Activator-dependent and activator-independent defective recombinant retroviruses from bovine leukemia virus.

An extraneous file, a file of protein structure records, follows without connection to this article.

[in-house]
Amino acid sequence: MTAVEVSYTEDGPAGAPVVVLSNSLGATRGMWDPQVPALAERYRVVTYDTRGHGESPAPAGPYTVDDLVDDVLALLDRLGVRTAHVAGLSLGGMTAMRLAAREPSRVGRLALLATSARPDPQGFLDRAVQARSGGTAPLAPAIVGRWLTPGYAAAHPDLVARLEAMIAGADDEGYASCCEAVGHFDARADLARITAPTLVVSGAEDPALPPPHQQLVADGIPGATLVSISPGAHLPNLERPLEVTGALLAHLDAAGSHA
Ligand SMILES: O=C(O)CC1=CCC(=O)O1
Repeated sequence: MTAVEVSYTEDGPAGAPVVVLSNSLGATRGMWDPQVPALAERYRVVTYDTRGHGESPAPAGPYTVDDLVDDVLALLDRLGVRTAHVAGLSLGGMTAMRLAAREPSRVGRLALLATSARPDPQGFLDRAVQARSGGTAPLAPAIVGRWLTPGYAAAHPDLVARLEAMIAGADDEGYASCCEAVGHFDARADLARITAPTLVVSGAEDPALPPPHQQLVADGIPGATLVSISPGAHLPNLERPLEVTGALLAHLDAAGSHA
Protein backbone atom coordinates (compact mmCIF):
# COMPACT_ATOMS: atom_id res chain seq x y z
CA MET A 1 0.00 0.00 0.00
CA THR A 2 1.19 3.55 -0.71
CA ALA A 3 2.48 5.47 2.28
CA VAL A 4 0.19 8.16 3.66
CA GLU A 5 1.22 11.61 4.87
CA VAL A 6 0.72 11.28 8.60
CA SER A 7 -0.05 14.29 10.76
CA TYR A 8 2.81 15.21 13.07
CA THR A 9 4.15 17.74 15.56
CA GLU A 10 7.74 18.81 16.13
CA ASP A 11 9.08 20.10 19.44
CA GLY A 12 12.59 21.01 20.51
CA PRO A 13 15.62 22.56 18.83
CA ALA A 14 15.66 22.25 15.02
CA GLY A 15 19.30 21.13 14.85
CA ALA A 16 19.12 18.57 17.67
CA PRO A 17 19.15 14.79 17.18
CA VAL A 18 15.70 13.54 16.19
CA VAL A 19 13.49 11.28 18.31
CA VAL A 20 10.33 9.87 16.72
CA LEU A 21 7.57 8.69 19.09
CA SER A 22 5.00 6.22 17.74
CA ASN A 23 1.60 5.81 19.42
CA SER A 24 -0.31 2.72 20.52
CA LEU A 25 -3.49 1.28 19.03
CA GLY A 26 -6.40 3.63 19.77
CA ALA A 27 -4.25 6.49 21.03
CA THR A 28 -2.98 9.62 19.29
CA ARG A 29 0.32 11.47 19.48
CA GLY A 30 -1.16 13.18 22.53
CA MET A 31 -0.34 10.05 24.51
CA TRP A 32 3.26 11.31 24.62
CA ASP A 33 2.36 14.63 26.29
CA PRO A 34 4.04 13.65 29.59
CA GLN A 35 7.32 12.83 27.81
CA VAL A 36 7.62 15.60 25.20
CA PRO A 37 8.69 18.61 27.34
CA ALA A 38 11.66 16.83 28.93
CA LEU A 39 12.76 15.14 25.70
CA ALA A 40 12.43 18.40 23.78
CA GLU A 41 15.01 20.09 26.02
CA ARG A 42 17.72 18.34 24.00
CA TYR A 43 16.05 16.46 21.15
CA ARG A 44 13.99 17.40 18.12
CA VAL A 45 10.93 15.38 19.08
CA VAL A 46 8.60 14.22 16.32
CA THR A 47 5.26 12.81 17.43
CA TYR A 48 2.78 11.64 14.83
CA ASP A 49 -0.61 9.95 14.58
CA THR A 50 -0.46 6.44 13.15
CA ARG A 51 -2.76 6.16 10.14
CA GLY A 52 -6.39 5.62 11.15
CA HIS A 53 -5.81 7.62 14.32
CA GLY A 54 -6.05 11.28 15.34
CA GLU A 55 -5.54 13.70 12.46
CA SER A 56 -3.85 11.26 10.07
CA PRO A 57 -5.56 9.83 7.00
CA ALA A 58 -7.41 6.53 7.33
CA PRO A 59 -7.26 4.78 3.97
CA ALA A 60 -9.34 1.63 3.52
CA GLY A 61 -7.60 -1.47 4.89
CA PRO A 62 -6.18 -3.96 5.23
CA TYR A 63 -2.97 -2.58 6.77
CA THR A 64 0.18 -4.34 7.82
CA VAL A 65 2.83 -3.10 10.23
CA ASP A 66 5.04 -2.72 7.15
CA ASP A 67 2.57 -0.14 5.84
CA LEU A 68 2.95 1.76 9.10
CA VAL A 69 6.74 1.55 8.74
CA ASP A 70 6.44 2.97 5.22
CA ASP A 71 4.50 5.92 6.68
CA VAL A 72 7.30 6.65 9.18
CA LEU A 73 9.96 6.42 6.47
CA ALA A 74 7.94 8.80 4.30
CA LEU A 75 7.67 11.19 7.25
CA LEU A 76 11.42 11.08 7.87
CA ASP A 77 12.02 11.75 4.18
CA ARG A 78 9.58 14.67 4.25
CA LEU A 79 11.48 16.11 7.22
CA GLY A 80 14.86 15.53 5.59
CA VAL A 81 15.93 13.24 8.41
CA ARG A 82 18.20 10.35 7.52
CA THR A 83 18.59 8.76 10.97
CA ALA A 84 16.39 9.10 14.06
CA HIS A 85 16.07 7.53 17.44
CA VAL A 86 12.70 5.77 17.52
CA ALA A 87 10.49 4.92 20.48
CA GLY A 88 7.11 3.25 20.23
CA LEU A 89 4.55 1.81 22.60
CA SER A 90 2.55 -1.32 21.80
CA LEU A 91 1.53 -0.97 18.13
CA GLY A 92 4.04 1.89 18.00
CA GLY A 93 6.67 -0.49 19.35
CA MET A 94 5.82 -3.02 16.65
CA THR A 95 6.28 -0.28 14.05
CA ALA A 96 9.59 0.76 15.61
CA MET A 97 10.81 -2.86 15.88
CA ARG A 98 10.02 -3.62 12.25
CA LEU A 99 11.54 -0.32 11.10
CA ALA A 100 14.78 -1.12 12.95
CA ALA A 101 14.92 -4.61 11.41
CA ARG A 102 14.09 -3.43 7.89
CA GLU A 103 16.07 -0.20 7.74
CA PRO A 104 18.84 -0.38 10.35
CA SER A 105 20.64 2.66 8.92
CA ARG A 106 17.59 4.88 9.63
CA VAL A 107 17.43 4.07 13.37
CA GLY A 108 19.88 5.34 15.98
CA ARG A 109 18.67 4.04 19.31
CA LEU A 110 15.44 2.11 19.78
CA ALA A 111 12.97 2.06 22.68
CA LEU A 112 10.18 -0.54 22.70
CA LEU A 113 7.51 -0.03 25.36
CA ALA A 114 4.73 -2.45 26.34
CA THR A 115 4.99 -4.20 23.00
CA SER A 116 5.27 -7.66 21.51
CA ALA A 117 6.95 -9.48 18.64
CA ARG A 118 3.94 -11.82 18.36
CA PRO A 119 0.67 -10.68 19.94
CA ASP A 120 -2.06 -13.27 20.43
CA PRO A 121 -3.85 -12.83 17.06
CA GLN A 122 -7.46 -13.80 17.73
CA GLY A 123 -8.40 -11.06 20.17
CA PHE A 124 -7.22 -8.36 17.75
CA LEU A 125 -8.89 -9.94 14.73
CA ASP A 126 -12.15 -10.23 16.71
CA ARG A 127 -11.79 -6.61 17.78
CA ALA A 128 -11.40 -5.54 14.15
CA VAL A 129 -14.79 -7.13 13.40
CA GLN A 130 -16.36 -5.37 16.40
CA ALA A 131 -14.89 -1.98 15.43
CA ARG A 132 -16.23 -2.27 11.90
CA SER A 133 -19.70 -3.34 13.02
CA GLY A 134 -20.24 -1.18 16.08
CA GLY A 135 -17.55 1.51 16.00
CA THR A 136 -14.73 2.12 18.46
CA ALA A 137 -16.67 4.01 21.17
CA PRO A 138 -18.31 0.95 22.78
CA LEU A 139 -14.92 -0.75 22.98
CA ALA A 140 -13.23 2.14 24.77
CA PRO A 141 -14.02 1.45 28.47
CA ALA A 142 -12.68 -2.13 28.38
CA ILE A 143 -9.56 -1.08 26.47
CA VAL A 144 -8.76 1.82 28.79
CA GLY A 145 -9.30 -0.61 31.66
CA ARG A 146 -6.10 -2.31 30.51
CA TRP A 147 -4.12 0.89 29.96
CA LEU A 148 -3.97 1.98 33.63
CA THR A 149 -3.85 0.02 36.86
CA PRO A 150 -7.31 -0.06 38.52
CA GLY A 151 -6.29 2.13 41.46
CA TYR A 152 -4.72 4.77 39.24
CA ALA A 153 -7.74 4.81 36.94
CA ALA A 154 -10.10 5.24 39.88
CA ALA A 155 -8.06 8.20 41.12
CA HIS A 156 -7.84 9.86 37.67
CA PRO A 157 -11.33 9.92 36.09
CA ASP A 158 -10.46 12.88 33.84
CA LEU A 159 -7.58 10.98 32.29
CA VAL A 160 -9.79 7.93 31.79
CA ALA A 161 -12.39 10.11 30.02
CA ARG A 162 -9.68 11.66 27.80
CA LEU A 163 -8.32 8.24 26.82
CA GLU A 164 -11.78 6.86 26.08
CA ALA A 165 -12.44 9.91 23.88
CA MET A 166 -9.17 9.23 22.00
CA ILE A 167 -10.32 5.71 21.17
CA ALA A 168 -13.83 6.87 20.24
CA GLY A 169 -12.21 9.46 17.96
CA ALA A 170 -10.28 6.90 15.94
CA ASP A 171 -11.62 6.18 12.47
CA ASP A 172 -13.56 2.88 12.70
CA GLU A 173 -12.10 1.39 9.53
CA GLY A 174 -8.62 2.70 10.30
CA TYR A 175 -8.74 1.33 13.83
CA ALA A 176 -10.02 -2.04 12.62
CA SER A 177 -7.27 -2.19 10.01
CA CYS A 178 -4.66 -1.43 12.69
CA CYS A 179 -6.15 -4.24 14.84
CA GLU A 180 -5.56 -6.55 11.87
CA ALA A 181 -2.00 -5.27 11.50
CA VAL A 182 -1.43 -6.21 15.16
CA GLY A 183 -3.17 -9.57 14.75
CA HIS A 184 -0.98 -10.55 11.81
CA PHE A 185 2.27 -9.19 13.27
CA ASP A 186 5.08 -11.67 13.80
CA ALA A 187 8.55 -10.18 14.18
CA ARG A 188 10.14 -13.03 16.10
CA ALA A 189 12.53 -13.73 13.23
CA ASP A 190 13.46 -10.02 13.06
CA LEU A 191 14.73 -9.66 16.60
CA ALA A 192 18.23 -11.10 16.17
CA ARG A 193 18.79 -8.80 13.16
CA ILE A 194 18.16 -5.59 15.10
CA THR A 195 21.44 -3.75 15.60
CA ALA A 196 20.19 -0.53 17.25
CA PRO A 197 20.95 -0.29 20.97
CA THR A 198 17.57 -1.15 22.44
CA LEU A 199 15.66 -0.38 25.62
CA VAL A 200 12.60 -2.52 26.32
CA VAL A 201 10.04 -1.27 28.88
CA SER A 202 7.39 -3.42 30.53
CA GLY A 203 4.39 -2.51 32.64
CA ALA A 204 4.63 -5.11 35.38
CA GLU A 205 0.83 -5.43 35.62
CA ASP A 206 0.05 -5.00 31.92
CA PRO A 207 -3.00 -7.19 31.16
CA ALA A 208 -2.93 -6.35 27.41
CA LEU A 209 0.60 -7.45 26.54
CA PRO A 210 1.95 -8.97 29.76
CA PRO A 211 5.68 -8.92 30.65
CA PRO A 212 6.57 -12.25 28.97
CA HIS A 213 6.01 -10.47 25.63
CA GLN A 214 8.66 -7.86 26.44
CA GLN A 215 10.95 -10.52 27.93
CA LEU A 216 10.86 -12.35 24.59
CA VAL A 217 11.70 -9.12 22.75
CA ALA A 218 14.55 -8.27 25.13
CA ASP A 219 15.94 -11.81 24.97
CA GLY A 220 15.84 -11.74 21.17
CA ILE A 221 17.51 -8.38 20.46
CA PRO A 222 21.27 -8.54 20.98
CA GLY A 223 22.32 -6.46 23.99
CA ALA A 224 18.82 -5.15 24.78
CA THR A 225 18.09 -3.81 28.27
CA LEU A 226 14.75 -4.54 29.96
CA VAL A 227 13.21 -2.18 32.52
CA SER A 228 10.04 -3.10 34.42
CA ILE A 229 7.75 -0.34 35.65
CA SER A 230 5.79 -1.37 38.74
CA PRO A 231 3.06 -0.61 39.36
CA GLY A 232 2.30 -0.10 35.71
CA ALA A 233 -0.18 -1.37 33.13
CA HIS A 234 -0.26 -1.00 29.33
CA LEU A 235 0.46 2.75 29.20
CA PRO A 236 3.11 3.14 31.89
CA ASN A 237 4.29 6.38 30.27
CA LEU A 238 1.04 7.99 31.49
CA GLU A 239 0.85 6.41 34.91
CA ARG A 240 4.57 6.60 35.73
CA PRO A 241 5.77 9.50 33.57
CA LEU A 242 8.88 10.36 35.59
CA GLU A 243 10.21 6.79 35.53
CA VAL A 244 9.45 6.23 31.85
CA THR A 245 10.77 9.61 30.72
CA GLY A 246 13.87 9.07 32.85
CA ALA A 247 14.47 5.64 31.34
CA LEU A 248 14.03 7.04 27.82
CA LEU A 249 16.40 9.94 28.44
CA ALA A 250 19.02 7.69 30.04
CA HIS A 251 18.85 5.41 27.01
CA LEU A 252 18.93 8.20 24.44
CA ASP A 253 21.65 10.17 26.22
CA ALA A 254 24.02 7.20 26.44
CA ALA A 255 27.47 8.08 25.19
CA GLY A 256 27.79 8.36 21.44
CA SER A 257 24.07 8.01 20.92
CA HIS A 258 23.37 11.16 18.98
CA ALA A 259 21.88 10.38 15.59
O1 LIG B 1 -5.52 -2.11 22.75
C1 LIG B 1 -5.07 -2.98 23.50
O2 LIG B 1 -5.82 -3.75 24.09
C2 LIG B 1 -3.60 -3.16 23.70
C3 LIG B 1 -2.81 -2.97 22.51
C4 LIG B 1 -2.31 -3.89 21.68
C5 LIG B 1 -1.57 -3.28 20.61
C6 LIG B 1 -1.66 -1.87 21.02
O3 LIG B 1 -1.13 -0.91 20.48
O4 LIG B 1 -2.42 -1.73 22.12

The replication-competent bovine leukemia virus (BLV) has been modified for use as a vector for foreign genes. The gag, pol, env, and pX regions of the virus were replaced by an exogenous nuclear location signal LacZ (nlsLacZ) or SVnlsLacZ gene. Transfection of the ovine cell line FLK-BLV, which expresses all BLV proteins from a wild-type provirus, with this viral DNA resulted in a viral titer of 10(4) CFU/ml. The inclusion of a large portion of the gag region did not significantly increase the titer. Both activator-dependent and activator-independent retroviruses were constructed. In activator-dependent vectors, the expression of the insert was dependent on the presence of the Tax protein, which activated the BLV long terminal repeat. In activator-independent vectors, the expression of the insert was constitutive because of the presence of an internal promoter. Infections with the recombinant retrovirus were inhibited by specific neutralizing antibodies. The structure of the transduced genetic material was not rearranged. BLV vectors encoding a reporter nlsLacZ gene, the product of which can be detected in single cells, greatly simplified studies of their biological properties. Determination of the host range of BLV vectors established that BLV-based recombinant retroviruses are effective in the transduction of genes in a variety of species and cell types.

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